And yet, despite all of these shortcomings, writer Julian Shortman achieves a rare example of a virtual reality plot within a plot that works extremely well. The clichés are obviously deliberate, right down to primitive folk worshipping a deity that turns out not to be a deity, whilst the chief and the high priest clash, and they work because Shortman's characters have a verve and conviction that makes them seem surprisingly convincing. This is undoubtedly partly due to the performances of the actors, with Eighth Doctor audio companion Conrad Westmaas putting in a superb turn as Damus, and arguing vociferously with Jonathan Owen's equally passionate Hamiyun. Rashaa explains her plan to break the Doctor's spirit to the Agent, telling him, "The situation will soon spiral out of his control. I will allow him every chance to overcome these circumstances so the wounds of defeat cut deeper" and this gives proceedings the feel of a tragedy, since we know from early on that everyone in the fictional world is doomed. The inclusion of Peri, post-'The Trial of a Time Lord', forces the Doctor to deal not only with his guilt at seemingly imperiling everyone on the planet, but also the guilt he feels for his actions on Thoros Beta, and Colin Baker rises to the occasion, making the Doctor sound utterly despondent and later frantic with desperation; when Peri is dying he sobs, "I don't think I can go through this again." In an amusing nod to 'Mindwarp', Peri asks him, "You don't remember turning against me?" to which he replies, "Yes… and no. How much I lost control I don't think I'll ever know." As planned by Rashaa, the circumstances reach a point where the Doctor's only recourse to save everyone is to jettison the TARDIS interior and sacrifice himself, since with everyone dying including Peri, his conscience gives him no other option, and as his unseen tormentor gloats, "A threat to her life has hastened his resolve to destroy his TARDIS". It is Shortman's acknowledgement of the conventions of Doctor Who that make this so successful a plot, with Peri telling the Doctor, "It must be more than a coincidence that these incidents started after you arrived." The Doctor is reunited with an ersatz Peri, who exploits his guilt over abandoning her. "You don't remember turning against me?"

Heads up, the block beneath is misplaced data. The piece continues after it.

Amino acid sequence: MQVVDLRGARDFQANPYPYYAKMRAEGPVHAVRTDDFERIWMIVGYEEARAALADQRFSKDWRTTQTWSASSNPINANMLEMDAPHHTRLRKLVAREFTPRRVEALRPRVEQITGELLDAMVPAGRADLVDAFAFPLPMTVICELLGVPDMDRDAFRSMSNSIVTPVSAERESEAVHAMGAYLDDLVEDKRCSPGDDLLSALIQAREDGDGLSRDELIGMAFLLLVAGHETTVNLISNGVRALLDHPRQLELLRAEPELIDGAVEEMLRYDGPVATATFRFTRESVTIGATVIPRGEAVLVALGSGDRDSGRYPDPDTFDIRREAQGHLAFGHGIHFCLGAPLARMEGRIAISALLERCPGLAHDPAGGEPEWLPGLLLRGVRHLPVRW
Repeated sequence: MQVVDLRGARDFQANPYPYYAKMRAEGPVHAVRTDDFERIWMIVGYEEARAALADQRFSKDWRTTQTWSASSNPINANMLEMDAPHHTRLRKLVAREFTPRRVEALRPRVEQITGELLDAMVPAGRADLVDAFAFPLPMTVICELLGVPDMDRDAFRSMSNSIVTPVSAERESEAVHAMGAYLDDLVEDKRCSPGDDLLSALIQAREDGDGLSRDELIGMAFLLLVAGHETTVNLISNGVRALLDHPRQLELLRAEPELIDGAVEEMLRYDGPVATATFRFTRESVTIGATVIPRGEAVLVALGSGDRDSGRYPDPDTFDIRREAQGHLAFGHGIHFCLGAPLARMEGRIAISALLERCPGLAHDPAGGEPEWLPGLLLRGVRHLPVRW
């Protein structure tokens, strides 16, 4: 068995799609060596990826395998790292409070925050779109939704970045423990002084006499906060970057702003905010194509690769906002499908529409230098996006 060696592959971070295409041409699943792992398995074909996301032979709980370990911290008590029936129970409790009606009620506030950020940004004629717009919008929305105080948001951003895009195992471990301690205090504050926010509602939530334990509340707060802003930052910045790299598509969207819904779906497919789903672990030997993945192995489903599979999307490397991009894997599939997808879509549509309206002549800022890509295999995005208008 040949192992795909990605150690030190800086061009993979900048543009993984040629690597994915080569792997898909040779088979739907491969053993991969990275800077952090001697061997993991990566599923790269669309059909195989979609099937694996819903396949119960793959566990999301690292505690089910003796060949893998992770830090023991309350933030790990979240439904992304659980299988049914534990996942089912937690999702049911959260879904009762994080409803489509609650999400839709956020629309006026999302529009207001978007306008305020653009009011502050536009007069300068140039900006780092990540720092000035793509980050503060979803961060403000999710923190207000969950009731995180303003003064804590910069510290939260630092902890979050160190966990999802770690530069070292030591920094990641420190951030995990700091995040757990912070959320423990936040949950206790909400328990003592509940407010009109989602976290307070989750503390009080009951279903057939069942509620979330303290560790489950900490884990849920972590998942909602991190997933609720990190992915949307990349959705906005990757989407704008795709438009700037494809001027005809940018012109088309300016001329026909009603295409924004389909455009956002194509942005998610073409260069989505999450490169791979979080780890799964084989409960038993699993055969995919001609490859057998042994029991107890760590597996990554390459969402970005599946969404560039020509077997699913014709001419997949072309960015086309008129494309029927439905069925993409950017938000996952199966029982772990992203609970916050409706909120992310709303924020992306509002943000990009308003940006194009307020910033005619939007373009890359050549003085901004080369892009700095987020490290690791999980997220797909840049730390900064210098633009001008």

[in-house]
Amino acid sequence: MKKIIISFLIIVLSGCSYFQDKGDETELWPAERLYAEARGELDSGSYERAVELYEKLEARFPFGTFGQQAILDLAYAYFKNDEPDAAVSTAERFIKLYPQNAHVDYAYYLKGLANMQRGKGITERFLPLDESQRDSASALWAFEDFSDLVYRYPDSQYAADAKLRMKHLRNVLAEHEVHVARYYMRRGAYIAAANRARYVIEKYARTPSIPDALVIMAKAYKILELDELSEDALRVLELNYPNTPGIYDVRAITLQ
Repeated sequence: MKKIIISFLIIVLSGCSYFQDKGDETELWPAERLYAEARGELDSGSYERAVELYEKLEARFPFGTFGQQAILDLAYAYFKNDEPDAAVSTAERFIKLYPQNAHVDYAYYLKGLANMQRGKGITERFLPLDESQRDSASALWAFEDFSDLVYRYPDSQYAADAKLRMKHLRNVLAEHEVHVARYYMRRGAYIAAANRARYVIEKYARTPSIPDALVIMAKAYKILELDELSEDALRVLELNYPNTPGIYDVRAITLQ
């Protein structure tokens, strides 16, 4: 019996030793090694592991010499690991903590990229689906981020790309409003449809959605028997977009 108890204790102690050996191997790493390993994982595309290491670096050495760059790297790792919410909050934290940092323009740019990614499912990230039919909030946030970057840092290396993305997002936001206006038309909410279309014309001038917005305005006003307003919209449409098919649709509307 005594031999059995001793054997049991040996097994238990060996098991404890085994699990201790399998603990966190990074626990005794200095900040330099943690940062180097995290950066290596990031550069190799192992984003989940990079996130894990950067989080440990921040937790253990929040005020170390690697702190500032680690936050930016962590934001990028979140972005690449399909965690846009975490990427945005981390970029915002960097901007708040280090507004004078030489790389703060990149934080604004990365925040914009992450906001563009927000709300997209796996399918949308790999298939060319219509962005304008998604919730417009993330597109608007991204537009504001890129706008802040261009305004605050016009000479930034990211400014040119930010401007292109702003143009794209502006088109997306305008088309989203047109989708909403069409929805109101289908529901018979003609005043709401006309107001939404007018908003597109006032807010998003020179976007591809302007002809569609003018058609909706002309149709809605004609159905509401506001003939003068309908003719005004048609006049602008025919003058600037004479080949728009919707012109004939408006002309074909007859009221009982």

'Her Final Flight' also benefits from a pair of memorable villains. Clichéd Rashaa may be, but she's impressively nasty and Heather Tracy imbues the role with a certain relish. Perhaps more notable however is Rashaa's employer the Agent, played with chilling conviction by Steven Bugdale, whose identity is merely hinted at. Intriguingly, he says of the Doctor, "Before he dies I would have him know that his death has given me new life" and he knows him well enough to warn Rashaa, "If you attack directly you will fail… you must prepare his path for death and give him every reason to follow it." He's also cunning and ruthless, retaining voice override control of the Nekistani time capsule and wasting no time in disposing of it and her when she fails him. 'Her Final Flight' ends with the Doctor not knowing who has employed his would be assassin, and the listener is left equally unenlightened, but my money, given what little we learn about him, is on the Valeyard. Either way, the Agent is crying out for a return appearance.
'Her Final Flight' is further enriched some other nice details, including the fact that the locals believe that Peri's ship was an egg that cracked and released here, which is rather a nice idea. There's also another nod to the conventions of the past as the Doctor is asked, "Do you mind dressing as an old woman?" and replies, "Well, it's been a while…" Amusingly, when the Doctor later stands up and bellows, "Damus, you must stop this!" the Priest roars back, "Sit down, Old Woman!" In summary, 'Her Final Flight' is not essential listening, but it is entertaining and well written and at two episodes is too short to out-stay its welcome.
This has been a good month for Colin Baker fans with both "Catch 1782" as a regular release and "Her final flight" as a freebie. Although I didn't enjoy Colin's tenure on the BBC (mainly because I was too young to appreciate the darker edge he brought to the role) he has become my consistent favourite of the Big Finish Doctors. Although only on one CD, they have crammed a full 75 minutes of storyline onto the disc so the adventure is not much shorter than some of the regular releases like "Project: Twilight".